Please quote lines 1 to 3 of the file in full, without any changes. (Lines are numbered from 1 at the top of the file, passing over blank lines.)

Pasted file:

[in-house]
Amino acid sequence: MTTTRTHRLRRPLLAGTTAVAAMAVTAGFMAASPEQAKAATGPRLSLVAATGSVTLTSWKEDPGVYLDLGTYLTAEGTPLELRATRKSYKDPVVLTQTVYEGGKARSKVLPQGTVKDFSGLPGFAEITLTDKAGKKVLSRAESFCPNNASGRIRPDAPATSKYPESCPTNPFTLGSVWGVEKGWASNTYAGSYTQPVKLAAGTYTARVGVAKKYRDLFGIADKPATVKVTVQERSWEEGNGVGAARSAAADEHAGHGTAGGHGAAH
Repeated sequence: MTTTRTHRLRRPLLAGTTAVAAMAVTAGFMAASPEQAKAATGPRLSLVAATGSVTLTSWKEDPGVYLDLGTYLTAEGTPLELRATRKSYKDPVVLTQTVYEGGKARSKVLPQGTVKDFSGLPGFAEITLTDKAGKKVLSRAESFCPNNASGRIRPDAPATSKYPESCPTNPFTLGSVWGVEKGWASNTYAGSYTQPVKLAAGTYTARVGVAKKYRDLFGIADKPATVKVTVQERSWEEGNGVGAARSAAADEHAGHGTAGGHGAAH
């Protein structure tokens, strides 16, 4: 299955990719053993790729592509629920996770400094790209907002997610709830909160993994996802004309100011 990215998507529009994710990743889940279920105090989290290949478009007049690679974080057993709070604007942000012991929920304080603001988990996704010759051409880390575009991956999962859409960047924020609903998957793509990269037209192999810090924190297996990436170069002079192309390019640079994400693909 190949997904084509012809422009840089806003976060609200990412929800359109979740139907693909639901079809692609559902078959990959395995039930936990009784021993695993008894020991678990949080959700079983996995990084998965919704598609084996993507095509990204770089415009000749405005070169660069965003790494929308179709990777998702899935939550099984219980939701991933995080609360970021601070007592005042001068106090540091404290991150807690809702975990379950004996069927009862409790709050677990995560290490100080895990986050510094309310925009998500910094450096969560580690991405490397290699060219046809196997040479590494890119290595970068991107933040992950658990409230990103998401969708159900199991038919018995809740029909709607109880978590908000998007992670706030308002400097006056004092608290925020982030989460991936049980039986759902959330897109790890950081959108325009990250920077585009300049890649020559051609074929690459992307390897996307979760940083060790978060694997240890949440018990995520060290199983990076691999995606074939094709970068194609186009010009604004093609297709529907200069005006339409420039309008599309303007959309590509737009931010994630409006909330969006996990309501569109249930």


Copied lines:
[in-house]
Amino acid sequence: MTTTRTHRLRRPLLAGTTAVAAMAVTAGFMAASPEQAKAATGPRLSLVAATGSVTLTSWKEDPGVYLDLGTYLTAEGTPLELRATRKSYKDPVVLTQTVYEGGKARSKVLPQGTVKDFSGLPGFAEITLTDKAGKKVLSRAESFCPNNASGRIRPDAPATSKYPESCPTNPFTLGSVWGVEKGWASNTYAGSYTQPVKLAAGTYTARVGVAKKYRDLFGIADKPATVKVTVQERSWEEGNGVGAARSAAADEHAGHGTAGGHGAAH
Repeated sequence: MTTTRTHRLRRPLLAGTTAVAAMAVTAGFMAASPEQAKAATGPRLSLVAATGSVTLTSWKEDPGVYLDLGTYLTAEGTPLELRATRKSYKDPVVLTQTVYEGGKARSKVLPQGTVKDFSGLPGFAEITLTDKAGKKVLSRAESFCPNNASGRIRPDAPATSKYPESCPTNPFTLGSVWGVEKGWASNTYAGSYTQPVKLAAGTYTARVGVAKKYRDLFGIADKPATVKVTVQERSWEEGNGVGAARSAAADEHAGHGTAGGHGAAH